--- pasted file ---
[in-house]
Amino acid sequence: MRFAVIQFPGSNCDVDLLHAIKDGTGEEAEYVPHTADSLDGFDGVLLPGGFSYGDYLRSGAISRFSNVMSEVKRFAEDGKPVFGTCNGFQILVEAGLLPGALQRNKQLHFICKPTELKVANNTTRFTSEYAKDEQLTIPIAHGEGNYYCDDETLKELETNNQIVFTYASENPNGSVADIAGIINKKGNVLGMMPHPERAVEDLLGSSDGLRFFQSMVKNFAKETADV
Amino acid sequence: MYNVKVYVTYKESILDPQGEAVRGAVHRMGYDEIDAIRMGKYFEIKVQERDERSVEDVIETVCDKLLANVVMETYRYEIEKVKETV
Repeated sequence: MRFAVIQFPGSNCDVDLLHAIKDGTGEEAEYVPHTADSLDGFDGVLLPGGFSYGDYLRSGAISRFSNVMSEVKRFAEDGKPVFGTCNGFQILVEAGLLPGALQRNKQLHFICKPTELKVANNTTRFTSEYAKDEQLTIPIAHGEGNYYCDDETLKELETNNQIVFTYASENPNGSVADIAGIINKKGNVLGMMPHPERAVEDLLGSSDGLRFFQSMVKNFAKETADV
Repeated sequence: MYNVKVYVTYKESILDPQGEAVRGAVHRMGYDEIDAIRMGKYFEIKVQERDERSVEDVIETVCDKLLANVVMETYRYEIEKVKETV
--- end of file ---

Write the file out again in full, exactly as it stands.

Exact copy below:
[in-house]
Amino acid sequence: MRFAVIQFPGSNCDVDLLHAIKDGTGEEAEYVPHTADSLDGFDGVLLPGGFSYGDYLRSGAISRFSNVMSEVKRFAEDGKPVFGTCNGFQILVEAGLLPGALQRNKQLHFICKPTELKVANNTTRFTSEYAKDEQLTIPIAHGEGNYYCDDETLKELETNNQIVFTYASENPNGSVADIAGIINKKGNVLGMMPHPERAVEDLLGSSDGLRFFQSMVKNFAKETADV
Amino acid sequence: MYNVKVYVTYKESILDPQGEAVRGAVHRMGYDEIDAIRMGKYFEIKVQERDERSVEDVIETVCDKLLANVVMETYRYEIEKVKETV
Repeated sequence: MRFAVIQFPGSNCDVDLLHAIKDGTGEEAEYVPHTADSLDGFDGVLLPGGFSYGDYLRSGAISRFSNVMSEVKRFAEDGKPVFGTCNGFQILVEAGLLPGALQRNKQLHFICKPTELKVANNTTRFTSEYAKDEQLTIPIAHGEGNYYCDDETLKELETNNQIVFTYASENPNGSVADIAGIINKKGNVLGMMPHPERAVEDLLGSSDGLRFFQSMVKNFAKETADV
Repeated sequence: MYNVKVYVTYKESILDPQGEAVRGAVHRMGYDEIDAIRMGKYFEIKVQERDERSVEDVIETVCDKLLANVVMETYRYEIEKVKETV